"Ignorance is bliss"?

Are the origins of this widely used phrase known? If so is it attributable to one person?

Far as I know, it originated in the novel 1984, by George Orwell.

“Where ignorance is bliss
'Tis folly to be wise.”

Thomas Gray: [Ode on a Distant Prospect of Eton College]

Evans, Bergen, Ph. D., Dictionary of Quotations, Delacorte Press, NY, 1968, p. 338.

I have no idea what the origin of the phrase is.

But I do know that ignorance is truly bliss. So get off this board and don’t look back if you want to remain blissful. I’m quite blissful and I peruse the SD all the time, but I have an unusual advantage. I retain NOTHING. La de da de da da da…

I thought it refered to the quality of Steak, even though you should know better.

The poem was written in 1742.

Reminds of the study that found that stupid people don’t realize that they are stupid because “THEY ARE STUPID!”. :wally Got to do a google on that , I believe it was a USA Today report a couple of years back . . .

You may be thinking of “Unskilled and Unaware of It: How Difficulties in Recognizing One’s Own Incompetence Lead to Inflated Self-Assessments,” (1999) by David Dunning and Justin Kreuger (Journal of Personality and Social Psychology. 77: 1121-34.), which won the Ig Nobel Prize in Psychology in 2000.

How serendititous that Ignatz was poster number 3! I popped in here to say that, in olden times, to Krazy Kat, Ignatz (The Mouse) was bliss.

In a popular TV series, ignorance is Bluth.

Yes, it is!

Ignorance is not bliss - it is oblivion. Philip Wylie

There’s a Nobel Prize in psychology?

No, there isn’t.

I think you missed a key word, Gaspode.

Knowledge of certain things can destroy happiness.

Bob Seger

I just had to interject that, I know it’s not really on topic. :smiley:

Merde! My cover is blown. New contest: In which film(s) do I reside? (See posting location for a hint.)

The true origin has been pointed out, but just FWIW the third line of the Ingsoc credo is “Ignorance is strength”.

I think “ignorance is bliss” was first used by Oscar Mayer, when asked “What’re those things made of?”

I don’t know where the phrase originated, and I’m perfectly happy with that.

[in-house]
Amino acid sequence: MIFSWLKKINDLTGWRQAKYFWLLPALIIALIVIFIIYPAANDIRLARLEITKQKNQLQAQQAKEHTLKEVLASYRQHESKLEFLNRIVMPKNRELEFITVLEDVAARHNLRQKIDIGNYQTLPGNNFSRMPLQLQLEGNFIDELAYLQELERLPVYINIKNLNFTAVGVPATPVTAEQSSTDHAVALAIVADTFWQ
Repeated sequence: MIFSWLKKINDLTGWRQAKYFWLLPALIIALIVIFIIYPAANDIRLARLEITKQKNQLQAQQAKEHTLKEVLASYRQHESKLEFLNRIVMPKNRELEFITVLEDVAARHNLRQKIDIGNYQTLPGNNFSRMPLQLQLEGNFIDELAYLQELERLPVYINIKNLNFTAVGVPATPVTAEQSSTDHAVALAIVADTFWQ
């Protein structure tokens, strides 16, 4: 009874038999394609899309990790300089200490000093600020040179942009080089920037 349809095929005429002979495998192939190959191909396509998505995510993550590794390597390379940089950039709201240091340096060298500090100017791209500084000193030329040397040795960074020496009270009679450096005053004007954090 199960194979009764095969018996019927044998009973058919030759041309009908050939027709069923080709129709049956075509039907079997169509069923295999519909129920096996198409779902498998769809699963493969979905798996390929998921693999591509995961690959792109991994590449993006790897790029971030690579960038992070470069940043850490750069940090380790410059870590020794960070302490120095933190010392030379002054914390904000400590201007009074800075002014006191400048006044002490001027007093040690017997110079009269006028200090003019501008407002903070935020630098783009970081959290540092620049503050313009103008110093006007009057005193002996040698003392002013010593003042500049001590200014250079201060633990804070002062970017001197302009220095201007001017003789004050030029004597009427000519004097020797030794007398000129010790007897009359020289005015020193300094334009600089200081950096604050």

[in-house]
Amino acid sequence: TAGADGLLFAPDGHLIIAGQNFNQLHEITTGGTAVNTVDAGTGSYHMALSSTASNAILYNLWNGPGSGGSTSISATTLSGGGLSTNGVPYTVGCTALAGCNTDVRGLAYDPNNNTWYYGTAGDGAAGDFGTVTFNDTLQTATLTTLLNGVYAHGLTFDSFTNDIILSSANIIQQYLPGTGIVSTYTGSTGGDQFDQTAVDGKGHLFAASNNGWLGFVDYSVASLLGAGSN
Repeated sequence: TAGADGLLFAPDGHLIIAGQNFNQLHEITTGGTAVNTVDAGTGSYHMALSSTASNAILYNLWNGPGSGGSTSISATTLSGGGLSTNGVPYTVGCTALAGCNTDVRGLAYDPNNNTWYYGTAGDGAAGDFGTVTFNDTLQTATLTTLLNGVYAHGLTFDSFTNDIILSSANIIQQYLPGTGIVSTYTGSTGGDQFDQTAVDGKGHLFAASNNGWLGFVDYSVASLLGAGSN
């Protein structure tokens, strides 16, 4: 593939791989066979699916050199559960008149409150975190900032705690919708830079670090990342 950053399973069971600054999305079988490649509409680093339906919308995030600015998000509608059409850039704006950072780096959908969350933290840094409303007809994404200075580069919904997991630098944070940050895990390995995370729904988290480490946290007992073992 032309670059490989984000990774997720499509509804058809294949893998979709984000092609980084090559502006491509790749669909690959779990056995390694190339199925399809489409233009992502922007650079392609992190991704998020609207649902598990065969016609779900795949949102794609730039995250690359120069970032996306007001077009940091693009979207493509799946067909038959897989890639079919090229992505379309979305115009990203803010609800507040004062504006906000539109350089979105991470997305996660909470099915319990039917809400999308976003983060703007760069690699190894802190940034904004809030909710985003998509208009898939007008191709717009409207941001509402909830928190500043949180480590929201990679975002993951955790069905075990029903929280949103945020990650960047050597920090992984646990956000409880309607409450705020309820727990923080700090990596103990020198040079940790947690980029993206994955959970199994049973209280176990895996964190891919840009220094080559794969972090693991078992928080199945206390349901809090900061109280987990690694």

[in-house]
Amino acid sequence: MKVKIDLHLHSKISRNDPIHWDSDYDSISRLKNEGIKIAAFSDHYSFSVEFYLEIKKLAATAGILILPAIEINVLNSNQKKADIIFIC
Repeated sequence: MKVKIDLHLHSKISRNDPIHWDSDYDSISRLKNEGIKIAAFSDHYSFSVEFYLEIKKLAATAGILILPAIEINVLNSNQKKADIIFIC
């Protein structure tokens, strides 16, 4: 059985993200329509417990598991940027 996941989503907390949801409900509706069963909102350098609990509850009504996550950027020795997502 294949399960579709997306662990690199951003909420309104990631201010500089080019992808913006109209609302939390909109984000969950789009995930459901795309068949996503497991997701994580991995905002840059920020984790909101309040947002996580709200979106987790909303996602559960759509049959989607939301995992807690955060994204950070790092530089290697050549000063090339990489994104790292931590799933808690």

What a fun topic! Thanks, Paradoxical Bum.

It’s important to realize that Gray wasn’t advocating ignorance. Remember the first word of the quote: “Where ignorance is bliss…” This can be read as a gentle reminder that while it’s okay sometimes to be the smartest person in the room, it can be dangerous to be the only smart person in the room. Similarly, Alexander Pope did not say “Knowledge is a dangerous thing,” he said “a little learning is a dangerous thing; drink deep, or taste not the Pierian Spring: there shallow draughts intoxicate the brain, and drinking largely sobers us again.”

Straight explorations of the “ignorance is bliss” idea can be found at least as far back as Ecclesiastes, which is such an amazing freethinking downer of a book I’m amazed that it made the cut for inclusion in the Bible: “In much wisdom is much grief, and he that increaseth wisdom increaseth sorrow” (Eccl. 1:18). Along the same vein, as Qadgop the Mercotan proposed, selective ignorance has often been seen as necessary for happiness. James Beattie, who isn’t quoted much today because he spent most of his time trying to prove David Hume was an idiot, wrote “Be ignorance thy choice where knowledge leads to woe.” How you were supposed to determine that in advance he left undisclosed. Krazy Kat (I’m indebted to AskNott for thinking of her), though a cartoon, may represent the most complete unironic explication yet. For her, ignorance is not only bliss but purity and the only protection she needs in a hostile, nonsensical world.

I can’t prove it, but I’ve often thought that the whole thing was conceived and perpetuated by literate snobs who were having trouble reconciling their own manifest intellectual superiority with their angst at living in an unappreciative world which was somehow managing to get along without benefit of their wisdom (see esp.* Catcher in the Rye*, any teenager’s diary).

If you step back further, into the garden in Genesis, you will find Adam and Eve in bliss until they eat of the tree of knowledge of good and evil.

How to interpret this, whether it is really a condemnation of knowledge or whether it should be read to mean that disobedience of God’s commands leads to the experience of evil (where only good was known before), has been debated for a long, long time.